In our Trillium Awakening path, we describe one of the early stages of the awakening processes as the rot, coming to the end of fixing strategies that we have followed in the hopes that we would somehow be better than we are.
We tend to dismiss the efficacy of fixing strategies because they distract us from the core wound, our existential, sense, shared by all humans, that there is something missing from or wrong with us. Instead of fixing, we focus on greenlighting, saying yes to all that is within and without, and from there, in the space that is created, we begin to integrate those aspects of ourselves that may feel wrong or bad.
The larger problem with fixing strategies comes from the word’s original and literal meaning: to fasten securely in a particular place or position. So essentially, when you try to fix yourself, you’re just keeping yourself stuck in some place from which you are ultimately trying to escape! What could be more counterproductive?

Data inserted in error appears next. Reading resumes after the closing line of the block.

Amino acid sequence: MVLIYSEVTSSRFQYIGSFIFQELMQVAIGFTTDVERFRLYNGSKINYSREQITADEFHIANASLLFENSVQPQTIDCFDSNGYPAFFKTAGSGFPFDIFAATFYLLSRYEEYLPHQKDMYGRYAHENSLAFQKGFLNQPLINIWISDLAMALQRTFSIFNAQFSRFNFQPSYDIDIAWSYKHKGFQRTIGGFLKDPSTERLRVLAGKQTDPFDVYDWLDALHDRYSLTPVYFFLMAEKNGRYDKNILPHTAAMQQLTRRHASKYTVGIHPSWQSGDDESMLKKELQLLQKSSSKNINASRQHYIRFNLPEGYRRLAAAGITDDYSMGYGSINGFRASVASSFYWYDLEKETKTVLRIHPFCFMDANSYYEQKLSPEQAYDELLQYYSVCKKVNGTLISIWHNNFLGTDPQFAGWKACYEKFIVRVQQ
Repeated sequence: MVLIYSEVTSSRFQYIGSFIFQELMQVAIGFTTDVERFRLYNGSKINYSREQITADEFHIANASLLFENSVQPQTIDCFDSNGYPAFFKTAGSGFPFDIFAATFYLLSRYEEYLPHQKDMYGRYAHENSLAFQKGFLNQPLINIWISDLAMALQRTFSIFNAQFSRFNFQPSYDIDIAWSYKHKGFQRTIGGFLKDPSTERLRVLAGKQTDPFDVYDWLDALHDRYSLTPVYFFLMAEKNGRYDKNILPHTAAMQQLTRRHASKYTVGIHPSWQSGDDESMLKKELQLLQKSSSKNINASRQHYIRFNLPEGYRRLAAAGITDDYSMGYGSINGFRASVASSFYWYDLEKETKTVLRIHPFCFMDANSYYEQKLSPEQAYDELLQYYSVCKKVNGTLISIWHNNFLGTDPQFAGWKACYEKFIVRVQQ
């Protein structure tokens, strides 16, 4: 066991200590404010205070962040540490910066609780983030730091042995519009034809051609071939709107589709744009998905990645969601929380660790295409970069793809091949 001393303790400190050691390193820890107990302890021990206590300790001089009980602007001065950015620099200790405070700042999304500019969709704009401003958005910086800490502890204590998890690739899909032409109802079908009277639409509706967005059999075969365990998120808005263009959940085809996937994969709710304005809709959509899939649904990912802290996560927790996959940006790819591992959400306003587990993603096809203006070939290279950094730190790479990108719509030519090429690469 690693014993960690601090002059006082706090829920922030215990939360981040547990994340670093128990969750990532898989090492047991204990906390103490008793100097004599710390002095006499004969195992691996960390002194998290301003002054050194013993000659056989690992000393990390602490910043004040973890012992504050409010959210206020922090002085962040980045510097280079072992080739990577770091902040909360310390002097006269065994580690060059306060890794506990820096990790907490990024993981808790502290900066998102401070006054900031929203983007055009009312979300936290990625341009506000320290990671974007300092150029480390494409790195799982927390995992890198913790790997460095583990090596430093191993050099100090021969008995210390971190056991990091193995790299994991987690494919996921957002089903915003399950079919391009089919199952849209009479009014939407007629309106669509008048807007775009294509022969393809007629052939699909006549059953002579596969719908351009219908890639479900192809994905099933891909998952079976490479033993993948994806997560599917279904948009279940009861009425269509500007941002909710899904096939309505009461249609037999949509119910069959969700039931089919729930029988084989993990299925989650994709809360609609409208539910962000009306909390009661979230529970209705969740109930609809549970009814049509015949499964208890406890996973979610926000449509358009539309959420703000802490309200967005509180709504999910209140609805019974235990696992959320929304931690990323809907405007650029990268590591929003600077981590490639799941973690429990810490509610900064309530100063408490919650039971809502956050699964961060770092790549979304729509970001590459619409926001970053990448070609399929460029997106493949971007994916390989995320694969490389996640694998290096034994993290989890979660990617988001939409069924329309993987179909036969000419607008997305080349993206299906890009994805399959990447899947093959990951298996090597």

The more we focus on what we feel is wrong or missing with an aim to changing it, the more difficult we ultimately make it to accept. The more attention we bring to it, the more resistant it becomes to being integrated. Our resistance to acceptance is a kind of calcifying, we shore up the undesirable trait or conditioned response, and it gets stronger and harder to release. Attention to change underscores a deep sense that we are not okay, lovable, complete. When we try to fix ourselves, the very goal we seek gets harder and harder to achieve.
In Greek mythology, the gods are always trying to capture the human experience. Their immortality is a zero sum proposition. Nothing is ever lost, so nothing is ever gained. To be human is to be a constantly evolving mystery. When you deny the perfection of that mystery, you might as well stick your Self onto a pin and put your Self into a box as a perfectly preserved specimen. You kill off what is always emerging. Let go your desire to fix yourself, and fly free into your true and total nature.